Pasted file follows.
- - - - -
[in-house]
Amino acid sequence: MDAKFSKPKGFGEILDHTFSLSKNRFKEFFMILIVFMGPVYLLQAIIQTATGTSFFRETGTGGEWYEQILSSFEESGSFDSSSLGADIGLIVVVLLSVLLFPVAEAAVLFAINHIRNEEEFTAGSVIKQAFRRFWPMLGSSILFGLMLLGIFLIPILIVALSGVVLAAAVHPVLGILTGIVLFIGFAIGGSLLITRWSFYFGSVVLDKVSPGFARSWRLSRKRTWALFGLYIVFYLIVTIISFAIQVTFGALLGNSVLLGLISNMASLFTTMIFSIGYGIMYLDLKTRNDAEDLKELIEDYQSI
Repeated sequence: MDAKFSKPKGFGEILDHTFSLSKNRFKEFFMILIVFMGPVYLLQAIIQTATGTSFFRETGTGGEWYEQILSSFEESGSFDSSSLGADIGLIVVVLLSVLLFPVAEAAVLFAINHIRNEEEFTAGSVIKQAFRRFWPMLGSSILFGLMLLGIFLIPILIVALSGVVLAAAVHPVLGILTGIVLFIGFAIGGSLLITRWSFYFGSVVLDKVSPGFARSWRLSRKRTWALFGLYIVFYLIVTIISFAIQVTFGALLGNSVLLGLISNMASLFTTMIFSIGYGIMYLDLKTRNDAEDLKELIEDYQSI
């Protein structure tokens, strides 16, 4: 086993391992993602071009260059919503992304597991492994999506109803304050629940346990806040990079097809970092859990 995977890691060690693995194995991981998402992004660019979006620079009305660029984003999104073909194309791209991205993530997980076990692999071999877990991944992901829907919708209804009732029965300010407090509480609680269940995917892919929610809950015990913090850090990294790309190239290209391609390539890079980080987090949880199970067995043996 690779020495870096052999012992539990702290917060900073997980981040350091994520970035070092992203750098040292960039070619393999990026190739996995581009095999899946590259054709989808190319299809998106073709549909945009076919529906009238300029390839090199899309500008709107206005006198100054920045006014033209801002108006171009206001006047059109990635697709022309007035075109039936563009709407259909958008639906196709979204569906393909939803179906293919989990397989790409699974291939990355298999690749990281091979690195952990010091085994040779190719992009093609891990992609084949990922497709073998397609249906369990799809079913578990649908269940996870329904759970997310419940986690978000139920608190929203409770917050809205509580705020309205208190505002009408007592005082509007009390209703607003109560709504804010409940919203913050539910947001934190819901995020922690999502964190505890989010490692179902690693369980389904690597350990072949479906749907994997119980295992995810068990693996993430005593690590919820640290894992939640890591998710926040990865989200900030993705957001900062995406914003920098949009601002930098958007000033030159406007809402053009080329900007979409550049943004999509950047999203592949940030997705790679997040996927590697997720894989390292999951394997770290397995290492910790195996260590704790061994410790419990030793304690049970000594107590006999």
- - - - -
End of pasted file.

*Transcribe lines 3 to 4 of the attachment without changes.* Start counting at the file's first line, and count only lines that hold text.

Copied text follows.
Repeated sequence: MDAKFSKPKGFGEILDHTFSLSKNRFKEFFMILIVFMGPVYLLQAIIQTATGTSFFRETGTGGEWYEQILSSFEESGSFDSSSLGADIGLIVVVLLSVLLFPVAEAAVLFAINHIRNEEEFTAGSVIKQAFRRFWPMLGSSILFGLMLLGIFLIPILIVALSGVVLAAAVHPVLGILTGIVLFIGFAIGGSLLITRWSFYFGSVVLDKVSPGFARSWRLSRKRTWALFGLYIVFYLIVTIISFAIQVTFGALLGNSVLLGLISNMASLFTTMIFSIGYGIMYLDLKTRNDAEDLKELIEDYQSI
């Protein structure tokens, strides 16, 4: 086993391992993602071009260059919503992304597991492994999506109803304050629940346990806040990079097809970092859990 995977890691060690693995194995991981998402992004660019979006620079009305660029984003999104073909194309791209991205993530997980076990692999071999877990991944992901829907919708209804009732029965300010407090509480609680269940995917892919929610809950015990913090850090990294790309190239290209391609390539890079980080987090949880199970067995043996 690779020495870096052999012992539990702290917060900073997980981040350091994520970035070092992203750098040292960039070619393999990026190739996995581009095999899946590259054709989808190319299809998106073709549909945009076919529906009238300029390839090199899309500008709107206005006198100054920045006014033209801002108006171009206001006047059109990635697709022309007035075109039936563009709407259909958008639906196709979204569906393909939803179906293919989990397989790409699974291939990355298999690749990281091979690195952990010091085994040779190719992009093609891990992609084949990922497709073998397609249906369990799809079913578990649908269940996870329904759970997310419940986690978000139920608190929203409770917050809205509580705020309205208190505002009408007592005082509007009390209703607003109560709504804010409940919203913050539910947001934190819901995020922690999502964190505890989010490692179902690693369980389904690597350990072949479906749907994997119980295992995810068990693996993430005593690590919820640290894992939640890591998710926040990865989200900030993705957001900062995406914003920098949009601002930098958007000033030159406007809402053009080329900007979409550049943004999509950047999203592949940030997705790679997040996927590697997720894989390292999951394997770290397995290492910790195996260590704790061994410790419990030793304690049970000594107590006999």